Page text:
October 30th, 2010
By Conraad G. Jonas
October 2010, Pretoria, South Africa
Johannesburg Pride 2010 – Photo Credit: Pride Board of Directors
“WE’RE ALL AFRICAN” was this year’s theme for Johannesburg’s 21st annual Pride, to highlight the deteriorating human rights landscape for LGBTI (Lesbian, Gay, Bisexual, Transgender and Intersex) people across Africa. First held in 1990, Johannesburg Pride has been the largest South African Gay and Lesbian celebration.
Being part of the LGBTI community is not only a preference, but a life decision. The Joburg parade has always been one of the most anticipated events that happen. From the early hours people get ready to head to Johannesburg to show off their pride in some unique way.
All along the highways you can clearly see our community standing out from the rest with Gay flags fluttering in the wind from the passing cars’ open windows, and great classics booming from the sound systems, as our “family” hoots and sings along, all the way to Zoo Lake.
Rainbow flags waving all along the highway to Johannesburg Pride – Photo credit: Karl-Heinz Michel
At Pride we are all equal. We set our differences aside as a community (as this event not only attracts gay people but straight people as well) so that we can all stand together supporting the fight for equal rights for all LGBTI people around the world, but especially in our country.
As usual the parade starts of at Zoo Lake Sports Club through the streets of Rosebank and back to Zoo Lake. This parade is so big that the Johannesburg Metro police, the South African Police Service and Think Bike have to marshal the event through the roads of Rosebank to stop the normal traffic entrapping the parade. It’s a wonderful feeling to see loads of unfamiliar faces looking out of windows cheering you on, people hooting away on their horns and just random people encouraging us to a better and open future.
Organisers of the event said that “there were more than 18 000 people that took part in this year’s Pride parade through the streets of Johannesburg which is no surprise seeing as South Africa is the only nation on the continent with full LGBT equality.”
The festive parade is a prestigious event on its own, from the lovely “ladies” in their drag outfits, to the creative costumes made or hired especially for this walk. Among these, there are also a handful of multi-coloured and entertaining floats from numerous clubs and businesses, followed closely by open-top cars as well as the walkers with their dogs (some inspired by Paris Hilton!).
Conraad Jonas (3rd to left) and the other Firemen, alongside Terry Tiger Victor (far left) and Lola Fine (far right) – Photo credit: Ryan Stewart
After the parade everyone gathers back at Zoo Lake Sports Club for the after-Pride festivities where there is entertainment from various Radio and Club DJ’s & Drag performances from local clubs to set the mood. Besides the entertainment from the stage, there are also social and educational stalls that aim to raise and promote the visibility of the LGBTI community where you can buy all sorts of different merchandise on sale. There are also bars, food, and doggy watering buckets for man’s best friend!
One of the organisations that are always a big sponsor and great supporter for the better well being of the LGBT community is “OUT LGBTI Well-being”. This year OUT and Health4Men hosted a Pride Village and offered information to the public about their work and also provide free services such as on-the-spot HIV testing, counselling and advice to try and reach a better and safe future for us all!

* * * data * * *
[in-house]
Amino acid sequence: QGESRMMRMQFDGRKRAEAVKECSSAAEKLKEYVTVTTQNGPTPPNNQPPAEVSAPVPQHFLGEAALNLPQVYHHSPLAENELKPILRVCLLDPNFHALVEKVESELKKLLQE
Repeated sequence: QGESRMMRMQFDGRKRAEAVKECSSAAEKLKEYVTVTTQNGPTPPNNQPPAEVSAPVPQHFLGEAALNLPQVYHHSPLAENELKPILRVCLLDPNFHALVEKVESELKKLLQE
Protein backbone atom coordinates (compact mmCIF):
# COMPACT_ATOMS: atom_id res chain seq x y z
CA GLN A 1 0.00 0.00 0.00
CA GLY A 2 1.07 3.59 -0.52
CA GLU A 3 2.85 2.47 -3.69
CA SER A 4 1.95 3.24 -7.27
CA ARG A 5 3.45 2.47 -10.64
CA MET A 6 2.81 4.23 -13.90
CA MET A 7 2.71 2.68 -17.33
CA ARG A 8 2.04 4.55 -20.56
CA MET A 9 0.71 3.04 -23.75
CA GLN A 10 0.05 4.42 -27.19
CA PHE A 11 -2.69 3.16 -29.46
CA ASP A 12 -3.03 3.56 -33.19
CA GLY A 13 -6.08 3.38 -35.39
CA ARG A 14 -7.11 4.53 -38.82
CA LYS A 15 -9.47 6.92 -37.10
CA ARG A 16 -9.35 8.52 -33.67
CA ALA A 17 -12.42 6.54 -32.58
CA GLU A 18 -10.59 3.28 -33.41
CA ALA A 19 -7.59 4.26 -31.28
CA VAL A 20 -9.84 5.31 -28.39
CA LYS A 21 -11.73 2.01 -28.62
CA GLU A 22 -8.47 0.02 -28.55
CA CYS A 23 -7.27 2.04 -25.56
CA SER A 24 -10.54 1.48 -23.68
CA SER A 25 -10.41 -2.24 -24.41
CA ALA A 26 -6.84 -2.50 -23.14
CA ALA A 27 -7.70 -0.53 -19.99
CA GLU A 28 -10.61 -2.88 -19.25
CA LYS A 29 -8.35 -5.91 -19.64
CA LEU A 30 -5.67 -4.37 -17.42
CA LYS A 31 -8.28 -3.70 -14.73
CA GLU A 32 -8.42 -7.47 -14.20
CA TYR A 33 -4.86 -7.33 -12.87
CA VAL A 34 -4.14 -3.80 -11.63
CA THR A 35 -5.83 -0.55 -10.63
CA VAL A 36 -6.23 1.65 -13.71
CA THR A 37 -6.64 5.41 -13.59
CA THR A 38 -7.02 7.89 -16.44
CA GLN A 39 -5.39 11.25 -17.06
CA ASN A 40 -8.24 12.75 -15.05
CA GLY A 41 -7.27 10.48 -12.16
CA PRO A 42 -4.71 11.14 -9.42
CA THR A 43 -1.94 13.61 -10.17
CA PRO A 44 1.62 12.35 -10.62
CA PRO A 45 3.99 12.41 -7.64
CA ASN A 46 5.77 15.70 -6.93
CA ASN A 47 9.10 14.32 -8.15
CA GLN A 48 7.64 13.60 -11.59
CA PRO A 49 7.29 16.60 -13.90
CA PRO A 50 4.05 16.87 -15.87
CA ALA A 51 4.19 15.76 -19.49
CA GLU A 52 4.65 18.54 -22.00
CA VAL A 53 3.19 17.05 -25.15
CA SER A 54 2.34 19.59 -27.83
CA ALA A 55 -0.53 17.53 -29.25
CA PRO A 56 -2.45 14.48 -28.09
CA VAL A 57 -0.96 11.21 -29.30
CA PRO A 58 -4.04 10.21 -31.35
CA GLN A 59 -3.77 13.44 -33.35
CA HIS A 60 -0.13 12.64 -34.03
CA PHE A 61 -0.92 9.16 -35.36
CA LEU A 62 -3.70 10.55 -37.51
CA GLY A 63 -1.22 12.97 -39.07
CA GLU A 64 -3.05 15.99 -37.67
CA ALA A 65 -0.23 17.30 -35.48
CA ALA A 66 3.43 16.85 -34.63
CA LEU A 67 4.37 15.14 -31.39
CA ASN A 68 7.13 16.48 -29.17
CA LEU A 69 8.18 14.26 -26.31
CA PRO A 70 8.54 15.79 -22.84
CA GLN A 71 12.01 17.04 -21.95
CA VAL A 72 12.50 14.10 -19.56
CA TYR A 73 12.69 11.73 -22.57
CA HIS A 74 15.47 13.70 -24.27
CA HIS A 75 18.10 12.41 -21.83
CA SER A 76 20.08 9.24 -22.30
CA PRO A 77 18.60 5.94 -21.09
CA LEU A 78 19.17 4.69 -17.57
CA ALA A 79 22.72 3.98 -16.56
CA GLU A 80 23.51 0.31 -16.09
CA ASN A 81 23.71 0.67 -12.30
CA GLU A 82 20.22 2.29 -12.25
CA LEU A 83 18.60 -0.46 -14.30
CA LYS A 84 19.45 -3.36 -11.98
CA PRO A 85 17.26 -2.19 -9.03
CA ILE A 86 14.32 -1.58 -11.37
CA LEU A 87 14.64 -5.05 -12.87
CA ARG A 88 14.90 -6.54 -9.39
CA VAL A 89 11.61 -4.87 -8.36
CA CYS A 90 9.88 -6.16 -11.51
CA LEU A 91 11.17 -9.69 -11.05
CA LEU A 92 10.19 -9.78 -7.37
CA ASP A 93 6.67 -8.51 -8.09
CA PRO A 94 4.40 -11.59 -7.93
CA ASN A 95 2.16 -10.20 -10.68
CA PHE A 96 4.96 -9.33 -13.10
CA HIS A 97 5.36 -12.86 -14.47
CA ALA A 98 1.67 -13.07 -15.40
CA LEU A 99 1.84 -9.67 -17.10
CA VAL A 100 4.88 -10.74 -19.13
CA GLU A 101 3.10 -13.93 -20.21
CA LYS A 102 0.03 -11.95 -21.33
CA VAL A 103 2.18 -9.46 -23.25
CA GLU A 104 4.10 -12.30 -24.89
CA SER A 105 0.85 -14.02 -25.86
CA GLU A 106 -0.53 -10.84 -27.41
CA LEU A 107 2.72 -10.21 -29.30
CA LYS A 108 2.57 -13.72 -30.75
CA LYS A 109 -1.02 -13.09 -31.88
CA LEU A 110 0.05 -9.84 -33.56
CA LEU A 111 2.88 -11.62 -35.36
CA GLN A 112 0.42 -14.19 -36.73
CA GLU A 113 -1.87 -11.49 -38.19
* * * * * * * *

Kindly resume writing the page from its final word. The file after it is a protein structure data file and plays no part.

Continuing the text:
After 5pm most people rush off home to run a cold shower after a hot long day to get ready for the first official after-party. For those with extravagant outfits or Joburg’s fabulous queens, this means a second major transformation for the day.
Karl-Heinz Michel (Mr Gay South Africa finalist), Shaida Maria Elvira (Ms Ramp Divas Finalist) and Conraad Jonas (Mr Gay Pretoria finalist) at Joburg Pride – Photo credit: Frans-Petrus Zeelie
This year we were honoured to have the British Pop-Star and world-renown DJ, Sonique, at the Standard Bank Arena. She was joined by various other local DJs, who got us all into the party mood with great mixes. If this was not enough, there is always the Fireman’s ball to look forward to. This year the Fireman’s ball was held at the new up-and-coming club Discotech, in Joburg, owned by the legendary Stuart Hillary. If you were not fortunate enough to get a ticket, that was no problem as all the gay clubs in Pretoria and Johannesburg had their own after-parties. It was up to you where you wanted to go!
Left: Dame Crystal handelier Right: Tilly Tittilation
In the end, what truly matters is that we all came together, for one special day, to celebrate who we are, to stand up for what we believe in, and to march for our rights as LGBTI people. Pride is about more than just a fun day in the sun, it is symbolic of our OWN “long walk to freedom”, and it clearly shows that we are making progress. South Africa was the first country in the world to include gay rights in their constitution, and is one of the very few nations (and currently the only one in Africa) to fully acknowledge same-sex marriage and civil unions.
Conraad Jonas and his hubby Karl-Heinz Michel, advocates of monogamous relationships, at the official Pride After Party – Photo credit: Conraad Jonas and GlamCam
Clearly, we need Pride, and Pride needs us! So we will return every year with our rainbow flags, flamboyant outfits, and lots of suntan lotion, and take to the streets of Joburg to celebrate our homosexuality with PRIDE!
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